Why Would Hackers Attack Your Conference?

shutterstock_103173644Hackers targeting big companies have become part of the regular news cycle. As of last year corporations such as Sony, Target and Staples have become victims of breaches involving personal information and credit cards. Even more recently, the data of 18 million current, prospective or former employees of the U.S. Government was successfully compromised in one of the biggest and most spectacular cyber attacks in history.

While it might be comforting to think that hackers would only go after big name organizations, it would be wrong to think that conferences are exempt from cyber attacks. Just recently the Linux Australia conference was hacked, resulting in the contact information of the delegates being exposed.

So why would a hacker go after YOUR conference?

  • Registration Lists. This is the most obvious target. The reasons for going after your attendee lists can vary greatly. Selling lists to for the purposes of spamming is the low hanging fruit but there are more serious reasons. In the case of the Linux hack, the people on the list were network system administrators and so represented a strong target for breaking into an institution. Another dangerous use is for the purposes of housing fraud resulting in lost attendee money and large attrition penalties.
  • Credit Cards. This puts your show in the same class as Target. If your show is small, it probably won’t be considered (unless you are known to have poor server security!) but a large meeting could be tempting.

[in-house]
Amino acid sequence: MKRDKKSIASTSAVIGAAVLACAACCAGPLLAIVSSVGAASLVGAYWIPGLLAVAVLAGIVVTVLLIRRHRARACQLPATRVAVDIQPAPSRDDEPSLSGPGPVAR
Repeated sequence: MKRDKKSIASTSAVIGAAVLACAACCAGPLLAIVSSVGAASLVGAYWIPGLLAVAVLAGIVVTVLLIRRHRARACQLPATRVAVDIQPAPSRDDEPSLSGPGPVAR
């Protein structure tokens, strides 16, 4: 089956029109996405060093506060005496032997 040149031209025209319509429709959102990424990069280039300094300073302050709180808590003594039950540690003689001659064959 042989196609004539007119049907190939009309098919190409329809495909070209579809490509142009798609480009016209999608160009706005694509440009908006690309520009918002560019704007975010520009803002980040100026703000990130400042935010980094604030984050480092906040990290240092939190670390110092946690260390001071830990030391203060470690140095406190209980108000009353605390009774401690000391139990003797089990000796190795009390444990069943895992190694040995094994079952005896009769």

• Political Reasons. If you are having a guest or keynote speaker who upsets a particular group of people, then your show may become a target for a denial-of-service attack or website defacing simply for reasons of embarrassing your organization. You may think naming that big name is a coup, but it may have just turned you into a target.
  • Ruining Your Reputation. This is similar, except the target is your show – the goal is to put your show in the news for the purposes of discouraging future attendees.
  • Cell Phone Data. At the show itself, hackers may construct bogus wireless networks for the purpose of capturing cell phone data and hijacking personal accounts. It is really your attendees who are the target in this situation.
  • Impersonating Web Sites. In this case, the hackers may replace the form of your show or a related supplier (such as the hotel), with a web page that looks like the original but is really a fake. This is particularly dangerous for online forms. Think of Wi-Fi signup page where a credit card is entered, except it is not the hotel that gets the credit card, but the hacker!

As these examples show, not only is your show a possible target, but so is everyone related to your organization – speakers, attendees and even suppliers. Do not leave cyber security to someone else. Just like with legal documents, turn to an expert for advice.

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